Not every business starts out with one great idea. If you are looking to start up and feel you would make a great entrepreneur, but you don’t know which road to get on, you can work from the ground up and find your niche. However, the experts advise, no matter how you get started, make sure you are getting into business with a clear head about what your future may hold—sink or swim.
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Jeff Zindel, owner of The Small Business Group, said many people romanticize the idea of being an entrepreneur, and working for themselves.
"They think it's this great, grandiose thing," Zindel said. "They think there will be less stress, and they will be their own boss. They need to determine what exactly they are after, and then move forward."
Developing a business plan doesn't wipe out any risk, he said, anyone looking to become an entrepreneur needs to have a real love for what they are doing, and accept there is a lot at stake.
"You have to be a risk taker," Zindel said. "And make sure you are getting into it for all the right reasons. You need to be happy doing it win or lose."
Here are some tips for to help entrepreneurs find the right niche or franchise business.
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No. 1: What is your passion? Zindel said it is crucial for potential entrepreneurs to decide what they are truly passionate about. Whether it's making pizza or selling shoes, you need to be happy doing it.
"It has to be something that makes sense to them, that they feel in their gut that they enjoy doing," he said.
No. 2: Decide what you can afford. Starting a business is clearly an investment, however there are startups that run on $10,000 a year, while others may need up to $1 million to get off the ground.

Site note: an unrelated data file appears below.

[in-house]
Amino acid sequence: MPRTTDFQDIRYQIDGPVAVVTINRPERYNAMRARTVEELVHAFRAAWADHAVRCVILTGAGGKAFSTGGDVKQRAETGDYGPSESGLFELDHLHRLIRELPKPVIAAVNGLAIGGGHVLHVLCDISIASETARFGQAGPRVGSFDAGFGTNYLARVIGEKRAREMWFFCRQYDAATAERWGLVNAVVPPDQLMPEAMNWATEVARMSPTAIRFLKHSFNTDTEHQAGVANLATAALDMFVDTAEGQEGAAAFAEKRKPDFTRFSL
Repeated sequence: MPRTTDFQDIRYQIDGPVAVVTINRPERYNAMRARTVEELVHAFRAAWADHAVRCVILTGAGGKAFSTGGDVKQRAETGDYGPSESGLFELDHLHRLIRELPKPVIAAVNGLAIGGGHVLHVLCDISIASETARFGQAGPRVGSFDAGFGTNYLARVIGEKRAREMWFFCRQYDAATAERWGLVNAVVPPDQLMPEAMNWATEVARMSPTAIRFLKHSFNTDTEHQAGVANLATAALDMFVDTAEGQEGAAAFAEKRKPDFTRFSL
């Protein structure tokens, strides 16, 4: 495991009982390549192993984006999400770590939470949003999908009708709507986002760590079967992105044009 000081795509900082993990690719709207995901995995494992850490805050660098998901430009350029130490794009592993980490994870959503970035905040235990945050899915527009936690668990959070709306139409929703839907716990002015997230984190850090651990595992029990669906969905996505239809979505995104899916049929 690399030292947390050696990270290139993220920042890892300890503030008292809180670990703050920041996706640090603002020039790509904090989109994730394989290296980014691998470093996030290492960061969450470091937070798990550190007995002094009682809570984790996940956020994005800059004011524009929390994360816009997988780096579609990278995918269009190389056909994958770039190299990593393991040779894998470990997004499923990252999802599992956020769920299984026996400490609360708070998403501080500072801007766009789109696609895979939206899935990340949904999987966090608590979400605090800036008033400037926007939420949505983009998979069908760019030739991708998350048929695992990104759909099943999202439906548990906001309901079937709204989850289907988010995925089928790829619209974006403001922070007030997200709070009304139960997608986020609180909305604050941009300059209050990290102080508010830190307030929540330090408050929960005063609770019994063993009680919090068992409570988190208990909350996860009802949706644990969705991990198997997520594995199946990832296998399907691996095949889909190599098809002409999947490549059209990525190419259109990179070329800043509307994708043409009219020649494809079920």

Dan Martin, president and founder of IFX International, Inc., said entrepreneurs should consider what they can afford to finance, especially in a rocky economy. Some are cutting corners by working from home, or using public spaces.
No. 3: Establish a board of directors. Not for your business, but for your ideas. Zindel said it is key to have a trusted team with different areas of expertise to weigh in on your ideas. This group of confidants should know business from varied points of view.
He suggests being in touch with someone that has a legal background, another in the banking industry and someone that owns their own small business. "It can get very lonely at the top, so you need people to bounce ideas off of," he said.
No. 4: What kind of owner do you want to be? Martin said that whether the business is independent or a franchise, an entrepreneur must decide if they want to be an owner-operator, or an absentee owner.
"Most people are running as owner-operators today," he said. "It is cheaper and they are more motivated. It builds brand integrity because you are hands-on and running the business."
No. 5: Is your business viable? The average business today takes between two and three years from starting up to recoup investments, Martin said.
"Less risk in this economy is good," he said, “in a home based-or service-based facility, that doesn't require a 10-year lease and a ton of equipment to buy." Consider the category you are competing in, brand recognition, and the marketability of your potential business before jumping in head-first.